Three British women have made complaints so far when they spotted images of themselves used without their permission in a Spanish government campaign. The advertisement was commissioned by the Spanish Women’s Institute as part of their Equality Ministery.
The poster translates roughly as “Summer is our’s too”, and shows five women of different body shapes and sizes enjoying a day at the beach. The image was put together by artist Arte Machape, however, it appears that neither Machape nor the Spanish Government bothered to request permission to use the images of the women. And in an even stranger twist, the Spanish ministry has said that it didn’t know that they were “real people”.
The first woman to realise that her images were being used without permission was model Nyome Nicholas-Williams, from London. Nicholas-Williams is featured seated in a gold bikini in the ad. However, the photo was taken directly from her social media feed and then the colour changed on the bikini.
After making a complaint Nyome was contacted by Machape who said that “they used my image because they were running low on time,” Nyome told the BBC News. But she’s not buying that. In an Instagram post, she sums it up by asking “do I not deserve to be even asked whether my likeness can be used for a Spanish government campaign? Do I not deserve to be paid for the usage of said image? Y’all are just downright disrespectful at this point.”
Then second model Sian Green-Lord noticed that her image had been used. Even more bizarre is the fact that Green-Lord’s prosthetic leg was photoshopped out of the ad image and replaced with somebody else’s. Green-Lord says in an Instagram story that she was left “shaking with rage” after she saw her photos had been edited to remove her prosthetic leg.
“There’s one thing using my image without my permission. But there’s another thing editing my body,” Green-Lord adds, “”I literally don’t even know what to say but it’s beyond wrong.”
And then there’s the third woman who has just stepped forward. Breast cancer survivor Juliet Fitzpatrick noticed that her face had been photoshopped onto another woman’s body. Fitzpatrick (well her face anyway) can be seen standing to the left of the image. The body in the image has had a single mastectomy, Fitzpatrick has had a double mastectomy so she knew immediately that it wasn’t her body.
In a statement to the Guardian Fitzpatrick says that “the thought of my face being on a body of a woman with one breast is quite upsetting.”
Fitzpatrick added that she had worked on a Dove campaign with Getty Images, which was specifically against digital distortion of images. “This person hasn’t learned anything from that at all,” she says, “I think it totally invalidates the whole campaign.”
The Women’s Institute reached out to the three women in an email, apparently apologising for the unauthorised use of their images. The email said: “We did not know that images of real women had been used. We sincerely apologise for any damages that may have been caused to you. The aim of our campaign is to recognise body diversity in all its dimensions, and we will be glad to collaborate with you in any related action.”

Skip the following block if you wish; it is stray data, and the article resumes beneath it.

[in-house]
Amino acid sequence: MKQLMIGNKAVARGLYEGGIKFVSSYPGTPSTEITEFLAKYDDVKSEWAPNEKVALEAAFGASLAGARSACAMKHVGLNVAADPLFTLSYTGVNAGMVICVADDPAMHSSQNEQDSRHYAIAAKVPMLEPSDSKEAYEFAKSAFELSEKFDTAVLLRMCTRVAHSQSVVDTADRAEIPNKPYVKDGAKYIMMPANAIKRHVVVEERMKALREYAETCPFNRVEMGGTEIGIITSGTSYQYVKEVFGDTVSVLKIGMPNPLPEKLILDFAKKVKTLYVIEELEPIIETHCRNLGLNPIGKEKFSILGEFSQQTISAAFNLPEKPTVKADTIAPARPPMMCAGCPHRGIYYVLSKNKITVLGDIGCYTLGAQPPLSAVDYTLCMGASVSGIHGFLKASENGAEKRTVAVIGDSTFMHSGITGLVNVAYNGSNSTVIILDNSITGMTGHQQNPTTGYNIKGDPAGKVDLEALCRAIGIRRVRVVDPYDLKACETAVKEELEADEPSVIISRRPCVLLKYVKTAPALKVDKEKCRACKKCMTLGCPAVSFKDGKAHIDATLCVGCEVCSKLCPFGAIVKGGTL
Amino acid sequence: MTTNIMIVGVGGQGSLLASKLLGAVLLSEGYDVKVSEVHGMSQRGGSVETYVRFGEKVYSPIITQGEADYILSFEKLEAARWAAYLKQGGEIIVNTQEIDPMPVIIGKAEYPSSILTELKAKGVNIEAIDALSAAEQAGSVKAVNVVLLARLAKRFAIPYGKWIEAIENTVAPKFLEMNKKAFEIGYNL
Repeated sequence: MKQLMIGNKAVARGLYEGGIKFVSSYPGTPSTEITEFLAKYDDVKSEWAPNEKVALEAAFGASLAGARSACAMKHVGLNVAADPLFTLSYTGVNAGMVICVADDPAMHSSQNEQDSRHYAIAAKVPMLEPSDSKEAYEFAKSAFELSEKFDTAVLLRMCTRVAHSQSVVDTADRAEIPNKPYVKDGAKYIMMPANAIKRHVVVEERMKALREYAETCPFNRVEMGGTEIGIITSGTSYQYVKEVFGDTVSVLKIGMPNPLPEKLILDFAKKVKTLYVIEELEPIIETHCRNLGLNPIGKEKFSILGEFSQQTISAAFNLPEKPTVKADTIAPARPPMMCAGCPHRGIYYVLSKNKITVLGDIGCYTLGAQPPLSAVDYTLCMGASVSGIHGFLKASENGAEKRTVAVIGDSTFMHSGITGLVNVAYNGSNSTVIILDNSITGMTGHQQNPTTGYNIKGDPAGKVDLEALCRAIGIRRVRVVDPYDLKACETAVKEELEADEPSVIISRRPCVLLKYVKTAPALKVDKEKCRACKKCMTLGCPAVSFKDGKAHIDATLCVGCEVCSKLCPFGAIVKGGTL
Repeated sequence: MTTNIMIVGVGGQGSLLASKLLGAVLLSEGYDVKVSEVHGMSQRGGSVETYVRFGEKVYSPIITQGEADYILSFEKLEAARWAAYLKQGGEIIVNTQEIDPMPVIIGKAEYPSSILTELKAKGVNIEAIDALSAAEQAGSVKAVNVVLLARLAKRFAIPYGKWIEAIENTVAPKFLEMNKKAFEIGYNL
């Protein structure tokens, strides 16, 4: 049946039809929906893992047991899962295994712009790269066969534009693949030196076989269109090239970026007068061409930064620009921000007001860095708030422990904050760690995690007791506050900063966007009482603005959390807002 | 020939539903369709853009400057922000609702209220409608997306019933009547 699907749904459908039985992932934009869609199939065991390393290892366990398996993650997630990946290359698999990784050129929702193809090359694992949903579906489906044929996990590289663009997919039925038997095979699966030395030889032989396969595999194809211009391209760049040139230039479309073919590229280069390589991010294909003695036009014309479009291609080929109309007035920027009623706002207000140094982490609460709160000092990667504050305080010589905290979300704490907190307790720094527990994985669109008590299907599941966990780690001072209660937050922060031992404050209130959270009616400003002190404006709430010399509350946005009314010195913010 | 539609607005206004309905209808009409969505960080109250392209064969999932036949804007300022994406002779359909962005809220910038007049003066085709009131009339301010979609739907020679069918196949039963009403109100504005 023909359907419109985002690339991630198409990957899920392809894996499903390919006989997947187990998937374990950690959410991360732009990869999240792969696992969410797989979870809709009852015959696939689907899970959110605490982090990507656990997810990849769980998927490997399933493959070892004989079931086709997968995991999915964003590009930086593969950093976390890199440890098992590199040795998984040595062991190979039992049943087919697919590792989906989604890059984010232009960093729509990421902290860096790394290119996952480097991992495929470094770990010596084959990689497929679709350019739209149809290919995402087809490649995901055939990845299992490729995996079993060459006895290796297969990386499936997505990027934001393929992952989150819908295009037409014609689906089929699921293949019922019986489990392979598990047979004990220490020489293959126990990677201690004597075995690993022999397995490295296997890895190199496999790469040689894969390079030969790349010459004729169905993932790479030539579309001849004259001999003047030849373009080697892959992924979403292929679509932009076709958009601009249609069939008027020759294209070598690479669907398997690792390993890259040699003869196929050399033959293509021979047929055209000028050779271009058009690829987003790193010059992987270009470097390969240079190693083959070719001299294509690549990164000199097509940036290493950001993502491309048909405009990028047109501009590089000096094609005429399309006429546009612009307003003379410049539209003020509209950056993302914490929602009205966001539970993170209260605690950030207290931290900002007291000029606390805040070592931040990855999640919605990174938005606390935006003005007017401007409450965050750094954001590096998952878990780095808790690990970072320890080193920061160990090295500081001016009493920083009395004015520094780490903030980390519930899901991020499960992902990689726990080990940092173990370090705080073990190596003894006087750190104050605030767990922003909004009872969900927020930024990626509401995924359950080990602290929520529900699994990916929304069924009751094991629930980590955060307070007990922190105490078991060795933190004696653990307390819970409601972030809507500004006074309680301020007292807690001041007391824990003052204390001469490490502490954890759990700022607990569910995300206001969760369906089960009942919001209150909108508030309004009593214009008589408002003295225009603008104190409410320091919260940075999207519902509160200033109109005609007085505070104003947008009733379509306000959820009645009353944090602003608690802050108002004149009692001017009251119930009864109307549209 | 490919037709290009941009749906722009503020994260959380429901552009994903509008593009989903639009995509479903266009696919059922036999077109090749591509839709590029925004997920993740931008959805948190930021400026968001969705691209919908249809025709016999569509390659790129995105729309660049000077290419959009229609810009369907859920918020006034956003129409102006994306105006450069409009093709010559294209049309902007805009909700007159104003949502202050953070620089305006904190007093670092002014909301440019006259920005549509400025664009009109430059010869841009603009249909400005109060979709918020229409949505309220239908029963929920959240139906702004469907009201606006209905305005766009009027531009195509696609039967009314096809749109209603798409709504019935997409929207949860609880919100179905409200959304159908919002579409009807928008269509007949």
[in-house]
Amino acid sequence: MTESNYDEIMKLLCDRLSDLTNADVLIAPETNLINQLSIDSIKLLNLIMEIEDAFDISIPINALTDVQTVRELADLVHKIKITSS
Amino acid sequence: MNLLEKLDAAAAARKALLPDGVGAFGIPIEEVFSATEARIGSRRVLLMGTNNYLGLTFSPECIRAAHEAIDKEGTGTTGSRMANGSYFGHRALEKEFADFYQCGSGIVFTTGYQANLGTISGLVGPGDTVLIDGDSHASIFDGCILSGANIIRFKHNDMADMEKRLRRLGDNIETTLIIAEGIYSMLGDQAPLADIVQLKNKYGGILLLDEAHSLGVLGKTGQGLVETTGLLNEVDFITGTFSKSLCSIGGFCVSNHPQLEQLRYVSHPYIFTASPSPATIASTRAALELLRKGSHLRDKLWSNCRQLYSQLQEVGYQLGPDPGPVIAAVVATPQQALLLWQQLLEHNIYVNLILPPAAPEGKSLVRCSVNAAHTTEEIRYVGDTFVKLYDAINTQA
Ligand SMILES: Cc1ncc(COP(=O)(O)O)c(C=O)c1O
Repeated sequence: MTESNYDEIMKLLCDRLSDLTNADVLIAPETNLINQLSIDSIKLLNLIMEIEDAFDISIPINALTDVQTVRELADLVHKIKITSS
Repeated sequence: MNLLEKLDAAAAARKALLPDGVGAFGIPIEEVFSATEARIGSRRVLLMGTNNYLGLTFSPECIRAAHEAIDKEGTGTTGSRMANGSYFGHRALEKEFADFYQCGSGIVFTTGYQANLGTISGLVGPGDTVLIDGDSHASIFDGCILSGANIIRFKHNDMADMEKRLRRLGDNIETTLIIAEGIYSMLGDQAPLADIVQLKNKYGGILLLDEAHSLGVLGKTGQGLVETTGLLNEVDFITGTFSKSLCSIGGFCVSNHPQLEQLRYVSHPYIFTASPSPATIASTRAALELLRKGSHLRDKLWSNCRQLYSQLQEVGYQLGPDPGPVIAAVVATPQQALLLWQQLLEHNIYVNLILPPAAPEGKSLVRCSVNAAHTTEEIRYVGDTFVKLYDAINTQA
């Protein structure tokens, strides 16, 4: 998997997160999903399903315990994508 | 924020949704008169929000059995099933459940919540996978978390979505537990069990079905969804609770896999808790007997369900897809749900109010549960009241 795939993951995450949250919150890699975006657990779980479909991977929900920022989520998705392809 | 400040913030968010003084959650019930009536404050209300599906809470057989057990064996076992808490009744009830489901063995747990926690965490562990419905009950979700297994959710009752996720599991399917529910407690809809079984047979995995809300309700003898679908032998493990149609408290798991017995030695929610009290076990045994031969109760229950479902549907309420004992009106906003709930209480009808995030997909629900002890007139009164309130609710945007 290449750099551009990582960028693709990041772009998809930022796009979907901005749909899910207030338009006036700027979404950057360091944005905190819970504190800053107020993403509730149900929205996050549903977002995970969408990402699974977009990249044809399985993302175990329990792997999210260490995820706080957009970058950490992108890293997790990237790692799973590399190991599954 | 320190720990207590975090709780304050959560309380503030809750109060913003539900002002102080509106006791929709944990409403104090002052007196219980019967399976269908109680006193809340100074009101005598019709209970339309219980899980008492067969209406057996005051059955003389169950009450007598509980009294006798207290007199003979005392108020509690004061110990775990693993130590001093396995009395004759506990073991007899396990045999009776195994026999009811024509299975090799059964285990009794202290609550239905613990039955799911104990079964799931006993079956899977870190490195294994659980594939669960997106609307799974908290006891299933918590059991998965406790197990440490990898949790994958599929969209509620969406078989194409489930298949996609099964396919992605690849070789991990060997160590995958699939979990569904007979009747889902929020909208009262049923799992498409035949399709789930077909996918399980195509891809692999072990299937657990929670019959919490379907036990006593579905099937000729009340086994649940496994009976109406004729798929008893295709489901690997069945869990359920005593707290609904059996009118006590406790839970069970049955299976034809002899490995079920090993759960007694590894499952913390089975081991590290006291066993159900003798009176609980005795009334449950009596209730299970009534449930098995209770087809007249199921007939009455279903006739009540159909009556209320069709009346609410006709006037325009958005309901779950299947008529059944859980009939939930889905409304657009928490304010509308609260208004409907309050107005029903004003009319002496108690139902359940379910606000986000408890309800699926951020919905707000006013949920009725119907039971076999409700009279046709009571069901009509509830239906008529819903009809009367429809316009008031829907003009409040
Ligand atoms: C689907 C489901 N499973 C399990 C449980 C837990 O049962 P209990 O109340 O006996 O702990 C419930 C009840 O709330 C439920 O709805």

The institute added in a public statement: “The institute wants to clarify that at no time was it aware that the women who appear in the images were real people. The work contracted was the elaboration of an illustration, without the use of models. The institute, as an injured party, has contacted the models to clarify the situation, and is waiting for the illustrator and the models to reach an agreement.”
Machape apologised last week to the women and offered to split the paltry €4400 she earned from the work with the models. It has also transpired that the typeface she used wasn’t copyright free and was not authorised for commercial use. Further leaks online have also asked where the other €80,000 went. The total cost of the ad campaign was €85,000. A considerable sum when real models weren’t being used or paid for.
Living in Spain, I’d love to say that this is a genuinely unusual mix-up. However, the cynical side of me has to say that someone knew exactly what they were doing and was probably just hoping that they would get away with it. I wouldn’t like to say who, however, the blame falls equally both on the artist and on the Government Institute that commissioned and published it. It is fair to surmise that in this day and age, they knew that they were firmly breaking European Copyright law. To then further insult the women by chopping up and distorting their bodies further just add further insult to injury.
The other completely strange part of this is that Spain feels it needs a beach equality campaign at all. If you visit the beach in Valencia you will literally see all body types enjoying the sunshine in all states of dress; bikinis, mankinis, thongs, topless…it quite literally all hangs out, whether you like it or not. It’s actually the foreign tourists who are the most inhibited here if anyone is.
Nyome finds it “very ironic and wild” that the Women’s Institute used their images without their consent. It pretty much negates the entire point of the campaign, particularly when several of these women are already involved in body positivity movements. The models have since responded that they would be more than happy to re-shoot the campaign, in-person, in Spain, and paid of course.
Let’s hope that happens!
[Via BBC News]